Both before and after Steve Jobs' passing, businesses asked if it was possible to create a charismatic, entertaining, captivating, evangelistic company spokesperson -- a sort of Steve Jobs on demand. There are other go-to thought leaders and conference presenters such as Al Gore or President Obama during his '08 campaign that get mentioned, but most often Steve Jobs is the one named by business executives.
But when we ask, "Who do you want your 'Steve Jobs' to entertain, captivate, evangelize, and engage?" we hear, "We want to close more pitches," more often than, "We need a conference speaker to represent us."
The venue makes a difference. Studies in quorum sensing (collective behavior), situational attention, and situational awareness -- how, why, and where people focus, and how to get them to focus where you want them to focus -- prove that the skills necessary for a large audience presentation aren't the same as the skills required to pitch or close a deal.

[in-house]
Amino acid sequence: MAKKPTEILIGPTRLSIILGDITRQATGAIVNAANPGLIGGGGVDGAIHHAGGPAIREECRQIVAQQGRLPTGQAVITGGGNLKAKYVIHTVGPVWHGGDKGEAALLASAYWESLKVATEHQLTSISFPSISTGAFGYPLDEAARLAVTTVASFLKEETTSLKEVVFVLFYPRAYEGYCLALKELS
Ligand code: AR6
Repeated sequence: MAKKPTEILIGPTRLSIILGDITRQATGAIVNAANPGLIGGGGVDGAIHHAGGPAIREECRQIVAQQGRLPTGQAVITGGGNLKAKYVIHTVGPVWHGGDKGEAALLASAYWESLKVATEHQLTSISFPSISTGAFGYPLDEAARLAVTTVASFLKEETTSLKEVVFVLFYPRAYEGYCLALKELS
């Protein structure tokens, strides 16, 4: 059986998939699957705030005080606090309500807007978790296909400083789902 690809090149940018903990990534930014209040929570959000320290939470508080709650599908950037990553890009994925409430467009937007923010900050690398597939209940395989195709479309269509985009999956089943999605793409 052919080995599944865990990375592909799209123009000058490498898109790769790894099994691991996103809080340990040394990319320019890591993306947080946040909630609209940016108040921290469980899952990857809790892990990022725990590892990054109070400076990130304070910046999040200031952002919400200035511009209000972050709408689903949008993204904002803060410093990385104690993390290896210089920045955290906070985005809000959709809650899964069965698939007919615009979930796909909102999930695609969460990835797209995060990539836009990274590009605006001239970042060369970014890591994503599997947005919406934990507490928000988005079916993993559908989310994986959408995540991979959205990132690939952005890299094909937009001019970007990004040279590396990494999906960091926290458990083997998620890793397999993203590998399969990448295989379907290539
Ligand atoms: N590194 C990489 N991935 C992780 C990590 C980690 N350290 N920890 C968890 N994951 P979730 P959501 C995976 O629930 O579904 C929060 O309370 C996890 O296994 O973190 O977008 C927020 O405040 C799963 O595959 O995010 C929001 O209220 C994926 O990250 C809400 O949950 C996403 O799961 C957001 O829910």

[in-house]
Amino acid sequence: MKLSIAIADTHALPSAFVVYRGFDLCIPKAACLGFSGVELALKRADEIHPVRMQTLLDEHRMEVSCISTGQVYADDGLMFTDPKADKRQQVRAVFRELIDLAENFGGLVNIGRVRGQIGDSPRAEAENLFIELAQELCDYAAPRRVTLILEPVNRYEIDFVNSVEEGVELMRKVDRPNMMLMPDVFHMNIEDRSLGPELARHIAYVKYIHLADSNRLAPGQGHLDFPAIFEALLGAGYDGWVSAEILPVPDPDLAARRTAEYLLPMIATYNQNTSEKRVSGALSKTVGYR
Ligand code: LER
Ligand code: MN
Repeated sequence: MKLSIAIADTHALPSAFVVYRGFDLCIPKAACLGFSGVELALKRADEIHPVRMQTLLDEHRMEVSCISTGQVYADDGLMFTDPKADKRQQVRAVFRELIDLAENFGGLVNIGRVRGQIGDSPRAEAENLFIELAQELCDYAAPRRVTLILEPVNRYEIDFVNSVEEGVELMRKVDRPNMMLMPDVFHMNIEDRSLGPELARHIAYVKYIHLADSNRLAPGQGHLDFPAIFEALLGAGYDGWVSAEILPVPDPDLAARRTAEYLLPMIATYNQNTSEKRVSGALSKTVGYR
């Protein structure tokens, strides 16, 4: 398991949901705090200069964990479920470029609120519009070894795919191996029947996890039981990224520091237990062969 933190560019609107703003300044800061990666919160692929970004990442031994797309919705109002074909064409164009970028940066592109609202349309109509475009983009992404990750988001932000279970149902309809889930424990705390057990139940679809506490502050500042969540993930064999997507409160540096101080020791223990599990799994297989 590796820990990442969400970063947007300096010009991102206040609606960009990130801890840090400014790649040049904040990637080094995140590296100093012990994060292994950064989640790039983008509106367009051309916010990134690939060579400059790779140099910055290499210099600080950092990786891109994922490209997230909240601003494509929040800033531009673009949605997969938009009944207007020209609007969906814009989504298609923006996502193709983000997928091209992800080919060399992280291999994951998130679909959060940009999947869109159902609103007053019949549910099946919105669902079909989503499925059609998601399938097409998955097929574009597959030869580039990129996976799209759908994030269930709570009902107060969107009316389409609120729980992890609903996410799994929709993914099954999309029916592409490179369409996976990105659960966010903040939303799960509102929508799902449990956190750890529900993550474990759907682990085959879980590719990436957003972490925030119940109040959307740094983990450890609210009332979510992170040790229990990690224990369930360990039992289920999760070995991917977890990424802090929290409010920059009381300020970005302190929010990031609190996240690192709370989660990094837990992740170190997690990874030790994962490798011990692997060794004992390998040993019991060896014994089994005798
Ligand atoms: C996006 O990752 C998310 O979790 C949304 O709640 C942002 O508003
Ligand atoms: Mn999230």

Consider the differences of a pitch/close compared to the typical Steve Jobs or Al Gore large audience presentation:
And now for the big one that differentiates large audience presentations from a pitch/close: You're asking the client to make a purchasing decision for which they will be held directly accountable.
That Steve Jobs/Al Gore persona won't work in a small pitch or close setting. But you can still be charismatic, engaging, evangelistic, and all those other nice things that will win the client/prospect's business. Here are six simple points and takeaways to keep in mind.
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It's funny and it's sad... I'm over 45 and companies think I'm out of touch and no longer understand how to market because the internet wasn't in my high school. Yet I read articles like this one and I can't believe that someone actually felt this needed to be said. Marketers of my age know this stuff inside and out and believe me, we get the interwebs too. Next time you're looking to hire someone... try an old marketer, you just might find what you need.
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